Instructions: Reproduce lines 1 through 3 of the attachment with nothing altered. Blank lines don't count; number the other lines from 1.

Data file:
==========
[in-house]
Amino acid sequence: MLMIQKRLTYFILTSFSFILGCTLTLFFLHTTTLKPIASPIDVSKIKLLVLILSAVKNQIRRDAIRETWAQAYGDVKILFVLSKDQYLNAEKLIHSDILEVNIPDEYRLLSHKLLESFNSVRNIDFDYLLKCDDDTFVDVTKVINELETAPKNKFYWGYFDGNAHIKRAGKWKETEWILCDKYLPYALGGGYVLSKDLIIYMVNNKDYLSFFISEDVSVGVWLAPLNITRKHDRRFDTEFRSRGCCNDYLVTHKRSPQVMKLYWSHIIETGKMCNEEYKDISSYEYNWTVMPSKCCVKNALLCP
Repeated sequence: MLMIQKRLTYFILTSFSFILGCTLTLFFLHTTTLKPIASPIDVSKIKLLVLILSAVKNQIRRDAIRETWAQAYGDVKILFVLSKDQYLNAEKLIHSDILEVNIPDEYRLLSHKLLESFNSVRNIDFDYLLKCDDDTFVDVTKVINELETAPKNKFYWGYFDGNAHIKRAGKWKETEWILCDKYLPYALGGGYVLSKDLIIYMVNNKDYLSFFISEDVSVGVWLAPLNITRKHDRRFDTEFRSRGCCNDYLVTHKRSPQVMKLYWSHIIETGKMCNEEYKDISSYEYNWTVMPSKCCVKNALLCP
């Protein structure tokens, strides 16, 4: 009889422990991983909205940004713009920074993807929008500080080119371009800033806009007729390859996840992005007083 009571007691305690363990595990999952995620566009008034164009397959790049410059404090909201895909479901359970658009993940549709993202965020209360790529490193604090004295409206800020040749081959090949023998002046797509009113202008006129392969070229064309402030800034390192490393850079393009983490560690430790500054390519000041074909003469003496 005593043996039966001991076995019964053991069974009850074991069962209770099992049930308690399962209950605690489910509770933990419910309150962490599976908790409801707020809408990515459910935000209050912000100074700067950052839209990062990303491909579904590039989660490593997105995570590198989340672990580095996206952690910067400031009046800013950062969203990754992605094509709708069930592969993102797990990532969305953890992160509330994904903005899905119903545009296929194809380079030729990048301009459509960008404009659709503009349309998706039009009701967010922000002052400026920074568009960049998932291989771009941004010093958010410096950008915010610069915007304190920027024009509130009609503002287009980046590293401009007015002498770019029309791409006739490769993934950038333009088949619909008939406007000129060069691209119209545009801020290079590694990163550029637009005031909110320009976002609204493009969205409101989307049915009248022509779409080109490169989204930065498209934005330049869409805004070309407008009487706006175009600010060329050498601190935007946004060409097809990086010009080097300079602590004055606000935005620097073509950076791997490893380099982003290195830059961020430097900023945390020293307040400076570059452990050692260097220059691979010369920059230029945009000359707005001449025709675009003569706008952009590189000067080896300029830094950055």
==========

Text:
[in-house]
Amino acid sequence: MLMIQKRLTYFILTSFSFILGCTLTLFFLHTTTLKPIASPIDVSKIKLLVLILSAVKNQIRRDAIRETWAQAYGDVKILFVLSKDQYLNAEKLIHSDILEVNIPDEYRLLSHKLLESFNSVRNIDFDYLLKCDDDTFVDVTKVINELETAPKNKFYWGYFDGNAHIKRAGKWKETEWILCDKYLPYALGGGYVLSKDLIIYMVNNKDYLSFFISEDVSVGVWLAPLNITRKHDRRFDTEFRSRGCCNDYLVTHKRSPQVMKLYWSHIIETGKMCNEEYKDISSYEYNWTVMPSKCCVKNALLCP
Repeated sequence: MLMIQKRLTYFILTSFSFILGCTLTLFFLHTTTLKPIASPIDVSKIKLLVLILSAVKNQIRRDAIRETWAQAYGDVKILFVLSKDQYLNAEKLIHSDILEVNIPDEYRLLSHKLLESFNSVRNIDFDYLLKCDDDTFVDVTKVINELETAPKNKFYWGYFDGNAHIKRAGKWKETEWILCDKYLPYALGGGYVLSKDLIIYMVNNKDYLSFFISEDVSVGVWLAPLNITRKHDRRFDTEFRSRGCCNDYLVTHKRSPQVMKLYWSHIIETGKMCNEEYKDISSYEYNWTVMPSKCCVKNALLCP